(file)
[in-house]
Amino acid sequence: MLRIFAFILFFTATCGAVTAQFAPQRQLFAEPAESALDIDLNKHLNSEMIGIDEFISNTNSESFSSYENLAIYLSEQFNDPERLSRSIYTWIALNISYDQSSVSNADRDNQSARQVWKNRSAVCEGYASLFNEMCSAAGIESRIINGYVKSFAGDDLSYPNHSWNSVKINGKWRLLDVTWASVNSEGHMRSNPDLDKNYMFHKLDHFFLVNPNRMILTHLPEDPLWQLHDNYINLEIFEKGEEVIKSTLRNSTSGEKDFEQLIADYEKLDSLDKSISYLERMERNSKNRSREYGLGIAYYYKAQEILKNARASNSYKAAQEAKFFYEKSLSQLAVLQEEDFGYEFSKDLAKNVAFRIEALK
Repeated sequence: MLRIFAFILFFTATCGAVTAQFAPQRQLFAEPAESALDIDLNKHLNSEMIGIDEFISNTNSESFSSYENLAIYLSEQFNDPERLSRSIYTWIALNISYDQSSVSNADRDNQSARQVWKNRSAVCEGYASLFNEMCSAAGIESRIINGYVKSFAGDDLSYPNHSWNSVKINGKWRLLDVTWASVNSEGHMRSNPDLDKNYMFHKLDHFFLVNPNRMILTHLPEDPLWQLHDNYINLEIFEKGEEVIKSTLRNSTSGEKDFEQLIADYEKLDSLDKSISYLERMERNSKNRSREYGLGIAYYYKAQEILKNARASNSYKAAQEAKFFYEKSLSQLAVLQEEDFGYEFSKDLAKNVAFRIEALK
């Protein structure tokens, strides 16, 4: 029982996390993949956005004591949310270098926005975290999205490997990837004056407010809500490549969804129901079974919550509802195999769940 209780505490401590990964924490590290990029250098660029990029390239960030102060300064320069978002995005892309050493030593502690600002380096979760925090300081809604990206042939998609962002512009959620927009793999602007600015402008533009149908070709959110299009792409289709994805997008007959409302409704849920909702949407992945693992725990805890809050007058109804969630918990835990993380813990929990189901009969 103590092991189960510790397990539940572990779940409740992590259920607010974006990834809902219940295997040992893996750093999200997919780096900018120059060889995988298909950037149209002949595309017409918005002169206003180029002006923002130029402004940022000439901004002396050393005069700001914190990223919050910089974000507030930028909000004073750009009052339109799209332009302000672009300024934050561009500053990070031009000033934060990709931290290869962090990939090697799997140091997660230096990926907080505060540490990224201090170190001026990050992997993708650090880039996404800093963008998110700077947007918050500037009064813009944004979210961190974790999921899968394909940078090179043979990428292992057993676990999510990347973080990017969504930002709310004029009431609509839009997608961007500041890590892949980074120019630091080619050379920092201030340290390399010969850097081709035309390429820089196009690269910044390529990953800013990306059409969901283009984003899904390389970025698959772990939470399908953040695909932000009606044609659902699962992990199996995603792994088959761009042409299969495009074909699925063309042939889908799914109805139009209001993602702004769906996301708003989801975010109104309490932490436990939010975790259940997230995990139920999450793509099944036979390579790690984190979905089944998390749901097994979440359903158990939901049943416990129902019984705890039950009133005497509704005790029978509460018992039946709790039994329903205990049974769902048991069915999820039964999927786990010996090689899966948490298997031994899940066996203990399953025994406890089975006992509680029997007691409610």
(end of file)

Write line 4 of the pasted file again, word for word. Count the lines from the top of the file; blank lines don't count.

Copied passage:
């Protein structure tokens, strides 16, 4: 029982996390993949956005004591949310270098926005975290999205490997990837004056407010809500490549969804129901079974919550509802195999769940 209780505490401590990964924490590290990029250098660029990029390239960030102060300064320069978002995005892309050493030593502690600002380096979760925090300081809604990206042939998609962002512009959620927009793999602007600015402008533009149908070709959110299009792409289709994805997008007959409302409704849920909702949407992945693992725990805890809050007058109804969630918990835990993380813990929990189901009969 103590092991189960510790397990539940572990779940409740992590259920607010974006990834809902219940295997040992893996750093999200997919780096900018120059060889995988298909950037149209002949595309017409918005002169206003180029002006923002130029402004940022000439901004002396050393005069700001914190990223919050910089974000507030930028909000004073750009009052339109799209332009302000672009300024934050561009500053990070031009000033934060990709931290290869962090990939090697799997140091997660230096990926907080505060540490990224201090170190001026990050992997993708650090880039996404800093963008998110700077947007918050500037009064813009944004979210961190974790999921899968394909940078090179043979990428292992057993676990999510990347973080990017969504930002709310004029009431609509839009997608961007500041890590892949980074120019630091080619050379920092201030340290390399010969850097081709035309390429820089196009690269910044390529990953800013990306059409969901283009984003899904390389970025698959772990939470399908953040695909932000009606044609659902699962992990199996995603792994088959761009042409299969495009074909699925063309042939889908799914109805139009209001993602702004769906996301708003989801975010109104309490932490436990939010975790259940997230995990139920999450793509099944036979390579790690984190979905089944998390749901097994979440359903158990939901049943416990129902019984705890039950009133005497509704005790029978509460018992039946709790039994329903205990049974769902048991069915999820039964999927786990010996090689899966948490298997031994899940066996203990399953025994406890089975006992509680029997007691409610």